Convictions versus Conviction Rates: The Prosecutor’s Choice
Eric Rasmusen (),
Manu Raghav () and
John Ramseyer ()
No 2008-16, Working Papers from Indiana University, Kelley School of Business, Department of Business Economics and Public Policy
Is it better to move first, or second— to innovate, or to imitate? We look at this in a context with both asymmetric information and payoff externalities. Suppose two players, one with superior information about market quality, consider entering one of two new markets immediately or waiting until the last possible date. We show that the more accurate the informed player’s information, the more he wants to delay to keep his information private. The less-informed player also wants to delay, but in order to learn. The less accurate the informed player’s information, the more both players want to move first to foreclose a market. More accurate information can lead to inefficiency by increasing the players’ incentive to delay. Thus, a moderate delay cost can increase industry profits.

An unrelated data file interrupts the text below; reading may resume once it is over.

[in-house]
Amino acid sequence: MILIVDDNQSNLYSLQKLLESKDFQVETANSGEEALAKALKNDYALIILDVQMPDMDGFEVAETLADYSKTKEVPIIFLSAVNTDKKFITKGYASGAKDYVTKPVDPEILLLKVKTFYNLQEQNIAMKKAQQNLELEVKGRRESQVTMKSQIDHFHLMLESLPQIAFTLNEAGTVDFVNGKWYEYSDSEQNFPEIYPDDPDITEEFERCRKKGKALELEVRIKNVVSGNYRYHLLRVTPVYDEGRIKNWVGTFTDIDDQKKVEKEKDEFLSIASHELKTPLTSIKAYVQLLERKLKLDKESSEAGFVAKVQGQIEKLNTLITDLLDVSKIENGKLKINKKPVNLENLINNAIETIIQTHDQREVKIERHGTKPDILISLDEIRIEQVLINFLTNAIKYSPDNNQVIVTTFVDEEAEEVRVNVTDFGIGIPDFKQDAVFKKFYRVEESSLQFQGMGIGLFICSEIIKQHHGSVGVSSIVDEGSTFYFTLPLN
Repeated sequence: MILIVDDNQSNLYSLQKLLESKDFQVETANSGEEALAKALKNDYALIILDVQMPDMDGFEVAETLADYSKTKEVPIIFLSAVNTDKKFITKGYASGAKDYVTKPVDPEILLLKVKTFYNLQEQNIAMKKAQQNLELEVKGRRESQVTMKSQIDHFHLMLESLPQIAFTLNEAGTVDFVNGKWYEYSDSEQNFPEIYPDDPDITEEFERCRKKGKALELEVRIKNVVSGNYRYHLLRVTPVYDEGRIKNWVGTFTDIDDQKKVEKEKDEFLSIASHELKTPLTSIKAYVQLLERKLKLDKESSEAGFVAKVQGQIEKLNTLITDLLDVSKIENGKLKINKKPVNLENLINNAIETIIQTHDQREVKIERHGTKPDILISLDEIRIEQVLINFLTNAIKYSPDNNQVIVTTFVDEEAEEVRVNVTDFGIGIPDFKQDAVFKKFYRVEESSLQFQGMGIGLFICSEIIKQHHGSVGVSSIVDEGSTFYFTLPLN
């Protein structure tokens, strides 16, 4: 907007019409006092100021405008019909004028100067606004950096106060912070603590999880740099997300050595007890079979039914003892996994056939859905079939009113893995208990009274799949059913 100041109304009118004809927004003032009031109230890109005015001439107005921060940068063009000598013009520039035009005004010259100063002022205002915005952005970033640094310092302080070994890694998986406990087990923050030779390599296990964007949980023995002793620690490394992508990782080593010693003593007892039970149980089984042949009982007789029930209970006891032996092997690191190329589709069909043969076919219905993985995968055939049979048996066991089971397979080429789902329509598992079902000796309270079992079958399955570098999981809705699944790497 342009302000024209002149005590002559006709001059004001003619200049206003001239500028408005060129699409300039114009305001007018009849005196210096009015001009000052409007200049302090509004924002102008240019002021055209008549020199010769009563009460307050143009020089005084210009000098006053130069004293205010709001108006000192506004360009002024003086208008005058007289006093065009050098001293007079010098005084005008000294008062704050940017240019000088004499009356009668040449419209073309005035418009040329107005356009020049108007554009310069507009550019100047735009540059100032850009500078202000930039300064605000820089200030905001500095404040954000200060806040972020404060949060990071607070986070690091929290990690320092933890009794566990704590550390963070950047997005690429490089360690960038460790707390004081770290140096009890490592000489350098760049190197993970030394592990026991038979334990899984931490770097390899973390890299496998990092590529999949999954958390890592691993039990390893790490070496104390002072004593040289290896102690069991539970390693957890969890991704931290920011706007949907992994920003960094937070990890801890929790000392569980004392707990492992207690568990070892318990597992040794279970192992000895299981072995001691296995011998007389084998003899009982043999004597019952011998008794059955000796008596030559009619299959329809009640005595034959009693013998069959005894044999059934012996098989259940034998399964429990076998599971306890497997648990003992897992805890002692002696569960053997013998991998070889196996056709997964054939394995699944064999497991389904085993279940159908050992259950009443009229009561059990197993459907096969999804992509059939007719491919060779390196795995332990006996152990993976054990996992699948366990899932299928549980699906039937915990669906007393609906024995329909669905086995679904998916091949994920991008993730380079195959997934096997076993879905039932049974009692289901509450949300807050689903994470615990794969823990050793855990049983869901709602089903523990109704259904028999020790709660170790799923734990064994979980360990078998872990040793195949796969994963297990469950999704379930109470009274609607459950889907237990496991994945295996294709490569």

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Journal Article: Convictions versus Conviction Rates: The Prosecutor's Choice (2009)
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